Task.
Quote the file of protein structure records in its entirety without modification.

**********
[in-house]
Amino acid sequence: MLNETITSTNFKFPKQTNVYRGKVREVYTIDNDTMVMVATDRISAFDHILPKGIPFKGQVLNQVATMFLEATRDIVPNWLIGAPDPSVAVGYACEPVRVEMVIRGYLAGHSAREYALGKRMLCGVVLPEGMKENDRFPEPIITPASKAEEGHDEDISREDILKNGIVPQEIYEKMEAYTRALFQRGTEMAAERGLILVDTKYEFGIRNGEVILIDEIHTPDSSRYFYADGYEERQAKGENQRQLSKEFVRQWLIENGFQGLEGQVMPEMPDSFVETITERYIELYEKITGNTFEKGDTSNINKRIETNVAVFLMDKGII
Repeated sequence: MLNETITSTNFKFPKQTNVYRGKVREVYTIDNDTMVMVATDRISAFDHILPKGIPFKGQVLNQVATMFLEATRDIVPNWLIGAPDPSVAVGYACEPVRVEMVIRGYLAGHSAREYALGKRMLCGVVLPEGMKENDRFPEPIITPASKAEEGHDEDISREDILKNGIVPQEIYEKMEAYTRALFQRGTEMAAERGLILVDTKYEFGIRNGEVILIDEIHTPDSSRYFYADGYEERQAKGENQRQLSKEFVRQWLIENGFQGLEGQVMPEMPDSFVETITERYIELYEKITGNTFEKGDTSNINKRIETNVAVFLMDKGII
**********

[in-house]
Amino acid sequence: MLNETITSTNFKFPKQTNVYRGKVREVYTIDNDTMVMVATDRISAFDHILPKGIPFKGQVLNQVATMFLEATRDIVPNWLIGAPDPSVAVGYACEPVRVEMVIRGYLAGHSAREYALGKRMLCGVVLPEGMKENDRFPEPIITPASKAEEGHDEDISREDILKNGIVPQEIYEKMEAYTRALFQRGTEMAAERGLILVDTKYEFGIRNGEVILIDEIHTPDSSRYFYADGYEERQAKGENQRQLSKEFVRQWLIENGFQGLEGQVMPEMPDSFVETITERYIELYEKITGNTFEKGDTSNINKRIETNVAVFLMDKGII
Repeated sequence: MLNETITSTNFKFPKQTNVYRGKVREVYTIDNDTMVMVATDRISAFDHILPKGIPFKGQVLNQVATMFLEATRDIVPNWLIGAPDPSVAVGYACEPVRVEMVIRGYLAGHSAREYALGKRMLCGVVLPEGMKENDRFPEPIITPASKAEEGHDEDISREDILKNGIVPQEIYEKMEAYTRALFQRGTEMAAERGLILVDTKYEFGIRNGEVILIDEIHTPDSSRYFYADGYEERQAKGENQRQLSKEFVRQWLIENGFQGLEGQVMPEMPDSFVETITERYIELYEKITGNTFEKGDTSNINKRIETNVAVFLMDKGII